Thursday, July 28, 2016

Original Art Showcase Episode 7 (Howard Chaykin)

    When it comes to no-nonsense, take-no-crap-from-anyone-type artists, at the top of the list, you'll find New Yorker, Howard Chaykin. Chaykin got his start in comics around the age of nineteen with an apprenticeship under one of the best comics artists to ever take up the pencil, Gil Kane. But Kane wasn't the only great to mentor him. Chaykin can boast the mentorship and influence of such greats as Syd Shores, Jack Abel, Wally Wood and Neal Adams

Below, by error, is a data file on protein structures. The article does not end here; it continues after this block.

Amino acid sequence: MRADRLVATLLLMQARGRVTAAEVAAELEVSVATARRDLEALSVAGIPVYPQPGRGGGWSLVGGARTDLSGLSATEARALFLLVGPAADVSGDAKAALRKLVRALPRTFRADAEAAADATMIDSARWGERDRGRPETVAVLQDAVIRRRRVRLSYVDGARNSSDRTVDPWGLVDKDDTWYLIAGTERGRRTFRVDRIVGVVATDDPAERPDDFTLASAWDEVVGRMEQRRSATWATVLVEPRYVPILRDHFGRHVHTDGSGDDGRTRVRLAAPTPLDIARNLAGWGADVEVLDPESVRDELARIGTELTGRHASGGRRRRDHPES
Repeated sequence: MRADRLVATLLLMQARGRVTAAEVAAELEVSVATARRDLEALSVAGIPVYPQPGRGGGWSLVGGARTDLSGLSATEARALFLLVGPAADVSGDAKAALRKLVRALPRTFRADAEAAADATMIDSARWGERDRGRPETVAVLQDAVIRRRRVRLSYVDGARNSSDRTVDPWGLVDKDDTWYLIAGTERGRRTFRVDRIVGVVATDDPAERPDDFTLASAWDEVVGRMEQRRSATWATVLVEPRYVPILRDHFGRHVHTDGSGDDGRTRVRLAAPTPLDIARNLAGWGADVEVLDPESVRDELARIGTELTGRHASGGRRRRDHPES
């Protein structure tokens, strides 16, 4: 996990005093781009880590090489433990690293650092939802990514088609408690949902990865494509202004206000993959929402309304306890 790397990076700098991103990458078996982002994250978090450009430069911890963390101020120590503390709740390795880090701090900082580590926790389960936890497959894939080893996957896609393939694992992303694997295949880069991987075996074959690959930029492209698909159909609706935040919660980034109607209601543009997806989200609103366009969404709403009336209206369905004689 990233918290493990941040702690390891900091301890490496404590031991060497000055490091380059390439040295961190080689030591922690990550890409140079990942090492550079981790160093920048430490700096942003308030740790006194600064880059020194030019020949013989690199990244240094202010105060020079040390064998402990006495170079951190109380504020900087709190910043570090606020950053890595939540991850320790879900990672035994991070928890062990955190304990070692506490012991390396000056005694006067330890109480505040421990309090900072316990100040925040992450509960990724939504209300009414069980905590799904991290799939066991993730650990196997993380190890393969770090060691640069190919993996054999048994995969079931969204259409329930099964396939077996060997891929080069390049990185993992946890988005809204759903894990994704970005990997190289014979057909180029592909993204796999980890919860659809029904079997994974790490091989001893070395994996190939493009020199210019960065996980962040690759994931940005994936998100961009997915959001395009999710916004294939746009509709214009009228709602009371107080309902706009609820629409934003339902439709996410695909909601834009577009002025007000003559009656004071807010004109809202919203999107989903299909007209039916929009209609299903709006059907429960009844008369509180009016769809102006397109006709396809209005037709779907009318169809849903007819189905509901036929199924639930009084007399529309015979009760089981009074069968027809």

Howard Chaykin was born in Newark, New Jersey in 1950, but due to the separation of his parents, ended up being raised a bit by his grandparents in Staten Island,  NYC . As a youth, he moved around NYC, living in East Flatbush, Brooklyn and Queens. In 1969, he became a gofer and apprentice to Gil Kane, which in time would lead opportunities assisting Wally Wood in the shop he shared with Jack Abel and Syd Shores, and finally an apprenticeship under Neal Adams. Chaykin would publish his first professional art in 1971 in the military publication, "Overseas Weekly," and in 1972, he published his first work for DC Comics. Chaykin is most known as the man who took part in launching one of the most important and best-selling comics of the late 70s and early 80s,"Star Wars" vol 1, Marvel's adaptation of George Lucas' blockbuster film. Chaykin left the series to work on more adult and more complex comics titles (for smaller publishers), like "Star Reach," "Heavy Metal," and his masterpiece, "American Flagg," which I will write about at a later date - which is NOT for young readers. Chaykin also had a lucrative career in paperback book covers. However, Howard Chaykin has continued to work in mainstream comics, doing various works for both Marvel and DC.